1. 12

“I have invented Suicide Linux. Any time - any time - you type any remotely incorrect command, the interpreter creatively resolves it into rm -rf / and wipes your hard drive.”


  2. 8

    Reminds me of a story from the early-ish days of Unix. I cannot for the life of me remember the names of the people involved, but this would’ve been in the 70s and was either at Berkeley or Bell Labs.

    Someone wrote a “typo-correcting shell”, which would retry a command if it returned a nonzero status, but only after “correcting” the error. One of the corrections was removing extra characters at the end of filenames or something if the files didn’t exist, under the assumption that it was a typo.

    Anyway, someone typed “rm -r /foo” or something, “/foo” didn’t exist, and the shell corrected it to “rm -r /”. The narrator of the story (was it dmr?) realized what was happening and joked that he wanted to go to shell author’s office, tie him to a chair, and type “rm -r /foo” twice.

    Someone help me with my history here. Where did I read that story? I can’t find it now.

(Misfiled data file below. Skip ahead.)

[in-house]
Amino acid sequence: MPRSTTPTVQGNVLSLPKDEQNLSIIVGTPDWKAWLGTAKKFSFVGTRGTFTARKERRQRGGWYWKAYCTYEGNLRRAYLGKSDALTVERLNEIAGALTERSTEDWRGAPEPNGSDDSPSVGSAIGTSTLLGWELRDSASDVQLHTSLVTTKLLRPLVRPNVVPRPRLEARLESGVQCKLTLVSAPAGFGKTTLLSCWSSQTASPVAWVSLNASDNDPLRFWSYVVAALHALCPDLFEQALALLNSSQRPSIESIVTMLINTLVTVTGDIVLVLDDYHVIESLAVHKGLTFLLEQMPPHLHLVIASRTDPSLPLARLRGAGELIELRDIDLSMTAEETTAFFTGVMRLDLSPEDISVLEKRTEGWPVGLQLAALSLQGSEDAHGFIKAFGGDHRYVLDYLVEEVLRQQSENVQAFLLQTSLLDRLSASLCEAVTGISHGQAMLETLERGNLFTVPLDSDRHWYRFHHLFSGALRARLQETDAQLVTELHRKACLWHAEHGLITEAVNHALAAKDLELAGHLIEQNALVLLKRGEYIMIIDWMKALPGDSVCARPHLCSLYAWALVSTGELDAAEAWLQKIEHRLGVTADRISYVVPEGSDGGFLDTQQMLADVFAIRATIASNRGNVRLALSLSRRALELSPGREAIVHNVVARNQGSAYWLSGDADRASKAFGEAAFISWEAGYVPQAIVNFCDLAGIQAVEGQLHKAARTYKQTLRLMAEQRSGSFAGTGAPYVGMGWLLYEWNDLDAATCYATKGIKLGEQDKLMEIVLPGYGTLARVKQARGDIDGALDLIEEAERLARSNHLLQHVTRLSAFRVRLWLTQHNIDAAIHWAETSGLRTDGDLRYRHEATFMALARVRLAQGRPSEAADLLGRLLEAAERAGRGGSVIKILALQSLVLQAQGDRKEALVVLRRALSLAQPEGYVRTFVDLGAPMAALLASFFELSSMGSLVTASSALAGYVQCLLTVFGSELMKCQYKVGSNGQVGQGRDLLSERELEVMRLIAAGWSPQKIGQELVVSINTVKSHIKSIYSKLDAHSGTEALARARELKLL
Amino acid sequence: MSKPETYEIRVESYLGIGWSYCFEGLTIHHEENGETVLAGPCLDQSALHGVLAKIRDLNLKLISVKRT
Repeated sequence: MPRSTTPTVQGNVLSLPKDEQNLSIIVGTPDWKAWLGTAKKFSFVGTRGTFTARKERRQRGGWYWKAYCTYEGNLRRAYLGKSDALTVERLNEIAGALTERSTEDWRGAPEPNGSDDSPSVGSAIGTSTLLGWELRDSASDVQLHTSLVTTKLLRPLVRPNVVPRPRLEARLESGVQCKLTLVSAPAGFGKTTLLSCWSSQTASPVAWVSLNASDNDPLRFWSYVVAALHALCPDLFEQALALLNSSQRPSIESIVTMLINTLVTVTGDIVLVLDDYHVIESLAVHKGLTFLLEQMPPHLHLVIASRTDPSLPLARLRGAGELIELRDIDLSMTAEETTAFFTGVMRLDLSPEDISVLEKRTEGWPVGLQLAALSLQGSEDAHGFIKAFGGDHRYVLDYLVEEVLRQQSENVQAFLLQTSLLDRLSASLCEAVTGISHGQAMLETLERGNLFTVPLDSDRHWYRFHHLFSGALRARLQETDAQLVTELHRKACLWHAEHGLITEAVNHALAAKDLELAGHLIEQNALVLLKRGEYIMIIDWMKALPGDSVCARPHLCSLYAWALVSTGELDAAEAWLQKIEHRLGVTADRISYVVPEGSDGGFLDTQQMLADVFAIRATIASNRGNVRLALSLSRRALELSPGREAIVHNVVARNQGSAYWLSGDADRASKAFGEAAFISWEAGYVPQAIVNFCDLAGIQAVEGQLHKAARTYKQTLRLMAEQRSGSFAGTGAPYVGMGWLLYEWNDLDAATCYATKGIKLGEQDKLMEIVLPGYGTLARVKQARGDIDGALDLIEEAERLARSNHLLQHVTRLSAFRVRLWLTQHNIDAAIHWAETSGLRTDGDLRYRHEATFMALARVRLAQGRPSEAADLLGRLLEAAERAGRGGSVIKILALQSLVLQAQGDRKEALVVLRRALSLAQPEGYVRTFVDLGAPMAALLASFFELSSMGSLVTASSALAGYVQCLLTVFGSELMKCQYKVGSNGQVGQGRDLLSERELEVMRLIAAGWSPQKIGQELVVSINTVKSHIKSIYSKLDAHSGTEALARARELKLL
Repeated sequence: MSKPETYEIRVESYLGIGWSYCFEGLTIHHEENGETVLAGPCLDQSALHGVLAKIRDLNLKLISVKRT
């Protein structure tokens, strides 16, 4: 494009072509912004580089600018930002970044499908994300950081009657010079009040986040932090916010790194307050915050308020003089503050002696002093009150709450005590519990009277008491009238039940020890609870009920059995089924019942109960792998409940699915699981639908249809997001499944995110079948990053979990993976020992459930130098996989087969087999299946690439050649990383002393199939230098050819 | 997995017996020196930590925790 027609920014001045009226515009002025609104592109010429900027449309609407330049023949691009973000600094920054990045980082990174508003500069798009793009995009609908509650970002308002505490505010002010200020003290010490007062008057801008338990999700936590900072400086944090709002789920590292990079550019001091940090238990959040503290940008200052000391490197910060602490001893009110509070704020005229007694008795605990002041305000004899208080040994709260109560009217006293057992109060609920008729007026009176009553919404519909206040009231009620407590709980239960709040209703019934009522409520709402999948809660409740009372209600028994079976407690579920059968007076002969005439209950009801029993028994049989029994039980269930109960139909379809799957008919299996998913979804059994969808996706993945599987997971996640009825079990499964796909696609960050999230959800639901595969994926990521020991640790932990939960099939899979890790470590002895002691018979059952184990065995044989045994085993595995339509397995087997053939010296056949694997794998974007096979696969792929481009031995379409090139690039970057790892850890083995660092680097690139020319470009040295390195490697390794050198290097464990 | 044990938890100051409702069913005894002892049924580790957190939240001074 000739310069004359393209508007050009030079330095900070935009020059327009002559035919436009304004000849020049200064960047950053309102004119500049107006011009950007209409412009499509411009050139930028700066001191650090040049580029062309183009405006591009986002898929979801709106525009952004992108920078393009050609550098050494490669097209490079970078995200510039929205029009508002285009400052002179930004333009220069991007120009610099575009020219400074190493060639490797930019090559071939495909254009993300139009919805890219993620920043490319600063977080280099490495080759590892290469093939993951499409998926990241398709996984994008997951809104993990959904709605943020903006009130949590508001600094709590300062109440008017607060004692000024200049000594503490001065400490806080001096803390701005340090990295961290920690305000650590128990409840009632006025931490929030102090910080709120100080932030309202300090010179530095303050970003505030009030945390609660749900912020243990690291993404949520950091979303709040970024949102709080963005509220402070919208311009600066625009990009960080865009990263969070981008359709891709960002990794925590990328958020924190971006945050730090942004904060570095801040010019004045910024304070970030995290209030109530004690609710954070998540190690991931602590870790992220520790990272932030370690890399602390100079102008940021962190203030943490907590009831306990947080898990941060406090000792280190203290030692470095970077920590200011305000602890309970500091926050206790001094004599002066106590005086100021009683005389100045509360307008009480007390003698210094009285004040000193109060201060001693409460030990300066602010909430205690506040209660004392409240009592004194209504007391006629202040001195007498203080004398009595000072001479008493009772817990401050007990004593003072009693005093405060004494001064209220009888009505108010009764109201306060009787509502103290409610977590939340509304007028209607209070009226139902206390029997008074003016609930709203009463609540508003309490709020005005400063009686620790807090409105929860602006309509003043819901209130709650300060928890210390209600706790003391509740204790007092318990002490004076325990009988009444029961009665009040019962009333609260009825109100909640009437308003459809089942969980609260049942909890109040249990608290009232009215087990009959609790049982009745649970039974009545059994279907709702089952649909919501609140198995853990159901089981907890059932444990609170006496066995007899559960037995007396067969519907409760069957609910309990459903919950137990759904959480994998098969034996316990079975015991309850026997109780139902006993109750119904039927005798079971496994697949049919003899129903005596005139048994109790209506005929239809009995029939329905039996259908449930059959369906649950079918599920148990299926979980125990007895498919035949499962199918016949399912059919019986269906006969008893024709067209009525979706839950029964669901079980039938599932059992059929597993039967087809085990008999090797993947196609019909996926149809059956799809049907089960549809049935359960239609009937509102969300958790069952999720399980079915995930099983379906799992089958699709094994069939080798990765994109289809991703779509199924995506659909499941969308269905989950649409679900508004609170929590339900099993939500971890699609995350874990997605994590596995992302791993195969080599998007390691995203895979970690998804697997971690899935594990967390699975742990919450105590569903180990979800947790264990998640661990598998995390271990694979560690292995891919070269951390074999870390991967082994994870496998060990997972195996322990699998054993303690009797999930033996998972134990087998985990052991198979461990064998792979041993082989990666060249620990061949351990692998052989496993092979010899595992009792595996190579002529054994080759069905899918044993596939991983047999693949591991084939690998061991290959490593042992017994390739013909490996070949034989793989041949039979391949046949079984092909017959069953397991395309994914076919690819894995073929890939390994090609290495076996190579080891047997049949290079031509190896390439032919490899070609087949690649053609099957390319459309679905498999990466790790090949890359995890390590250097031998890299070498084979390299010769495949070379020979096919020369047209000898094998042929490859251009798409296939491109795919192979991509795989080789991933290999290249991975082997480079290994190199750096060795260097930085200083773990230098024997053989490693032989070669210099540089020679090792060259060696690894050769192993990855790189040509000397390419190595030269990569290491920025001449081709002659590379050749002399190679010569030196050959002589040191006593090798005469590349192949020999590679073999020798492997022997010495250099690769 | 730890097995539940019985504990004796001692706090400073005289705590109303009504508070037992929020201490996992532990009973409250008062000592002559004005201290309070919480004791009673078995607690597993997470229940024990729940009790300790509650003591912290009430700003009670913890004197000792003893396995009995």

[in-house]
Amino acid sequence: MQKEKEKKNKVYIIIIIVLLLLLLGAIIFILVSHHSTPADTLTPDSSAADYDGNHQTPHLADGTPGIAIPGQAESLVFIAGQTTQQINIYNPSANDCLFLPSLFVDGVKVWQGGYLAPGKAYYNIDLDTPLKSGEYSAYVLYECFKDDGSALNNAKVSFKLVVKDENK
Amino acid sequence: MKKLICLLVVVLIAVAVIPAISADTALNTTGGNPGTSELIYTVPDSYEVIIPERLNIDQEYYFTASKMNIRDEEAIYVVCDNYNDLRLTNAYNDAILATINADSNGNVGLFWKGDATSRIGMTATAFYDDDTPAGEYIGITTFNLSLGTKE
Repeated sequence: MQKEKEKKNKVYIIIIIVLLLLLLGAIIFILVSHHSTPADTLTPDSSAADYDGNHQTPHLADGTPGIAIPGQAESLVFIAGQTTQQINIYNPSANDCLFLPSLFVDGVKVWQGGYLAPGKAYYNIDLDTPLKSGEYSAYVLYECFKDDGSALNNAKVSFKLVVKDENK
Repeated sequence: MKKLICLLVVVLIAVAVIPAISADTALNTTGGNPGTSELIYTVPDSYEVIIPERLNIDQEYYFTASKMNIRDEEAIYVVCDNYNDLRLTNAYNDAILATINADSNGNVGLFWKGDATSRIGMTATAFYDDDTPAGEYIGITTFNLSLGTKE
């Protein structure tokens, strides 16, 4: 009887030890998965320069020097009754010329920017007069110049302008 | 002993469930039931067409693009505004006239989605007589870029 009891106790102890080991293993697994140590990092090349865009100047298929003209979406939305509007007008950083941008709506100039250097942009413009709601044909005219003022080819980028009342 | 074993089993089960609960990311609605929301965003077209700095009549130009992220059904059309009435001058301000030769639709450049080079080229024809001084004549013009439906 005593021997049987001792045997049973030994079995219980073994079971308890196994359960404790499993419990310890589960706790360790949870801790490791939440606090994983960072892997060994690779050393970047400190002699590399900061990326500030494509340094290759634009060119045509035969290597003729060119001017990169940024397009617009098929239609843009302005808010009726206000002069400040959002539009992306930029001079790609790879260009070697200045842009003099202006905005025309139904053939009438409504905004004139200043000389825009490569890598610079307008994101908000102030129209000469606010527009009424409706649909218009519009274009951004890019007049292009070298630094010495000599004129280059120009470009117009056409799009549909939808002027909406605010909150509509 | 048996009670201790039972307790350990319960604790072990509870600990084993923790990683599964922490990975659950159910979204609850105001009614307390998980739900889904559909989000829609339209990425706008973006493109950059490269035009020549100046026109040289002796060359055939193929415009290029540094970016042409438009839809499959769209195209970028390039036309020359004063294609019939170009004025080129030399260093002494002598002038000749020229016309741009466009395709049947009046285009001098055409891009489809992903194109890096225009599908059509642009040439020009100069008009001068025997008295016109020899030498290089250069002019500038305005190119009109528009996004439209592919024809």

1. 4

      Sounds like the DWIM story from the Jargon File:


      Warren Teitelman originally wrote DWIM to fix his typos and spelling errors, so it was somewhat idiosyncratic to his style, and would often make hash of anyone else’s typos if they were stylistically different. Some victims of DWIM thus claimed that the acronym stood for ‘Damn Warren’s Infernal Machine!’.

      In one notorious incident, Warren added a DWIM feature to the command interpreter used at Xerox PARC. One day another hacker there typed delete *$ to free up some disk space. (The editor there named backup files by appending $ to the original file name, so he was trying to delete any backup files left over from old editing sessions.) It happened that there weren’t any editor backup files, so DWIM helpfully reported *$ not found, assuming you meant 'delete *'. It then started to delete all the files on the disk! The hacker managed to stop it with a Vulcan nerve pinch after only a half dozen or so files were lost.

      The disgruntled victim later said he had been sorely tempted to go to Warren’s office, tie Warren down in his chair in front of his workstation, and then type delete *$ twice.

      1. 2

        Yep, that’s it! Thank you.

    2. 4

      Perhaps better named Russian Roulette Linux.

      1. 4

        Bash Russian Roulette is a thing:

        [ $(( $RANDOM % 6 )) -eq 0 ] && rm --no-preserve-root -rf / || echo "click"